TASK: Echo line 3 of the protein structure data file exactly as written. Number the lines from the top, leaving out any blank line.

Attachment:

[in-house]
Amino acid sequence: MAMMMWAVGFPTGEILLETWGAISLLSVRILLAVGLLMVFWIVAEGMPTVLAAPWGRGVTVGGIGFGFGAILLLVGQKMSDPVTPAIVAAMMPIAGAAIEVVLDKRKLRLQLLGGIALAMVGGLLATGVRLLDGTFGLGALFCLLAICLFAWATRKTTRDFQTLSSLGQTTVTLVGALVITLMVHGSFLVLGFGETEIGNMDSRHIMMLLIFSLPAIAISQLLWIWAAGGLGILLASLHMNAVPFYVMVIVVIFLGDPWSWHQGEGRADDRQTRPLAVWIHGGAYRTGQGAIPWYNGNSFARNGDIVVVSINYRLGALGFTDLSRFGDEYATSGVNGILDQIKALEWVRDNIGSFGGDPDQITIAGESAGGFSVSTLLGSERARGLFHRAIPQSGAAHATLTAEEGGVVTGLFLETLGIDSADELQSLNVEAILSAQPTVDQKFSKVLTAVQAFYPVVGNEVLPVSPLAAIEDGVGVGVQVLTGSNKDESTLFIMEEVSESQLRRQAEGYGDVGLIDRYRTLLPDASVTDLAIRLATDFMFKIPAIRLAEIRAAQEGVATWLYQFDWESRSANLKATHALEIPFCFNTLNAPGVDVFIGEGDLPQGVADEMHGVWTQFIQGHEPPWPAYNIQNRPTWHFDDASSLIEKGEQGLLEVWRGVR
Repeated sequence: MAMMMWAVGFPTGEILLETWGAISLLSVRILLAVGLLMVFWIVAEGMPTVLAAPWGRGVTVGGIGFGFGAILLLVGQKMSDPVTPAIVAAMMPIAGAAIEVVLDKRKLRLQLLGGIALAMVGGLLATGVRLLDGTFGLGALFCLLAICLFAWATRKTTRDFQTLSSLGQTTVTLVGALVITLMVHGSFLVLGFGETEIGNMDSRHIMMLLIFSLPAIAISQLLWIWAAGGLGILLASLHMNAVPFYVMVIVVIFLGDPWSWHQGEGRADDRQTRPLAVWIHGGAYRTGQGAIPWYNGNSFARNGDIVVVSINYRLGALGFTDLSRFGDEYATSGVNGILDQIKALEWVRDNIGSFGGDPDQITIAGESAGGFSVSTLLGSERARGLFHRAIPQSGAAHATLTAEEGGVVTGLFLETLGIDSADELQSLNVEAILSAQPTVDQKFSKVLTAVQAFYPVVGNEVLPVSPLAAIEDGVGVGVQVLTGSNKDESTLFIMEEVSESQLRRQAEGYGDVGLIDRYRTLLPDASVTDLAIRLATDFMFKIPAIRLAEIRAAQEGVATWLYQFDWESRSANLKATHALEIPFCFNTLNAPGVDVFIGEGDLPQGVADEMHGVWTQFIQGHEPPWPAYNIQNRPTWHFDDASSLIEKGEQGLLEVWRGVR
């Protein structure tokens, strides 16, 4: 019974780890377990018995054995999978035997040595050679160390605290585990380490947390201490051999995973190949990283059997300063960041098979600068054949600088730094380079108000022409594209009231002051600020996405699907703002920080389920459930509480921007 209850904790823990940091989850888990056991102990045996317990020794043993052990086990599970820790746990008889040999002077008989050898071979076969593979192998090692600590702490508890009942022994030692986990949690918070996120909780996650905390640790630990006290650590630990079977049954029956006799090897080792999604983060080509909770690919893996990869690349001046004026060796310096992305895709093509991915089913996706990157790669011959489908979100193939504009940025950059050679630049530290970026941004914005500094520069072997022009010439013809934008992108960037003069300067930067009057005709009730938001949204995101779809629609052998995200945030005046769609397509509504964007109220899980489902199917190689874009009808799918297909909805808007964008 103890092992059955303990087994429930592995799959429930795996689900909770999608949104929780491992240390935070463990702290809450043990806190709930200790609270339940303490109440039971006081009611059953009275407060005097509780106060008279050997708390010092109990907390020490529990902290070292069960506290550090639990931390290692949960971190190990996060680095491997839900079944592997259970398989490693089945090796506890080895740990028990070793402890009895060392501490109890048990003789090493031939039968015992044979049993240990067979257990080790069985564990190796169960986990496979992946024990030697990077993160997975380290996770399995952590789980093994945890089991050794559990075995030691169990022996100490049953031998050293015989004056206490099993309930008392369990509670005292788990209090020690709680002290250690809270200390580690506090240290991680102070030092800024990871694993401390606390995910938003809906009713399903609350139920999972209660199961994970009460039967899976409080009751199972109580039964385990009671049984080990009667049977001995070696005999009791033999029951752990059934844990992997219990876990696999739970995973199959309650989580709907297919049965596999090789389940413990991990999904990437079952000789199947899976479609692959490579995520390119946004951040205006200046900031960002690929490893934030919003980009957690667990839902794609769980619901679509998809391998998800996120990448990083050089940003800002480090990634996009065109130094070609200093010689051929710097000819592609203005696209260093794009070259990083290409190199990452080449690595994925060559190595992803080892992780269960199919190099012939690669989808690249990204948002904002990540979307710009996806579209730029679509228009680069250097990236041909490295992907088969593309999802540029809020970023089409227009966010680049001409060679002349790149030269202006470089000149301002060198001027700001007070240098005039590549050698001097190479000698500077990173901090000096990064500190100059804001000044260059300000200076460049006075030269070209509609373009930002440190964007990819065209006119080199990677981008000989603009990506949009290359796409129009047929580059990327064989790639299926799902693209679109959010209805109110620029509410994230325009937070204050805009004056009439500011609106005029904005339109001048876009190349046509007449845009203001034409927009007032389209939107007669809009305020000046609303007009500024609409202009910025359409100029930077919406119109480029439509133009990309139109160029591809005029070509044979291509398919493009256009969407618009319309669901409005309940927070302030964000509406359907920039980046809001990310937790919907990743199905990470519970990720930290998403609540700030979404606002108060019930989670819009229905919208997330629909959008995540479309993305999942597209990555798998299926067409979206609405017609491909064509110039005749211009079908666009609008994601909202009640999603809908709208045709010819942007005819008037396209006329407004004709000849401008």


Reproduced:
Repeated sequence: MAMMMWAVGFPTGEILLETWGAISLLSVRILLAVGLLMVFWIVAEGMPTVLAAPWGRGVTVGGIGFGFGAILLLVGQKMSDPVTPAIVAAMMPIAGAAIEVVLDKRKLRLQLLGGIALAMVGGLLATGVRLLDGTFGLGALFCLLAICLFAWATRKTTRDFQTLSSLGQTTVTLVGALVITLMVHGSFLVLGFGETEIGNMDSRHIMMLLIFSLPAIAISQLLWIWAAGGLGILLASLHMNAVPFYVMVIVVIFLGDPWSWHQGEGRADDRQTRPLAVWIHGGAYRTGQGAIPWYNGNSFARNGDIVVVSINYRLGALGFTDLSRFGDEYATSGVNGILDQIKALEWVRDNIGSFGGDPDQITIAGESAGGFSVSTLLGSERARGLFHRAIPQSGAAHATLTAEEGGVVTGLFLETLGIDSADELQSLNVEAILSAQPTVDQKFSKVLTAVQAFYPVVGNEVLPVSPLAAIEDGVGVGVQVLTGSNKDESTLFIMEEVSESQLRRQAEGYGDVGLIDRYRTLLPDASVTDLAIRLATDFMFKIPAIRLAEIRAAQEGVATWLYQFDWESRSANLKATHALEIPFCFNTLNAPGVDVFIGEGDLPQGVADEMHGVWTQFIQGHEPPWPAYNIQNRPTWHFDDASSLIEKGEQGLLEVWRGVR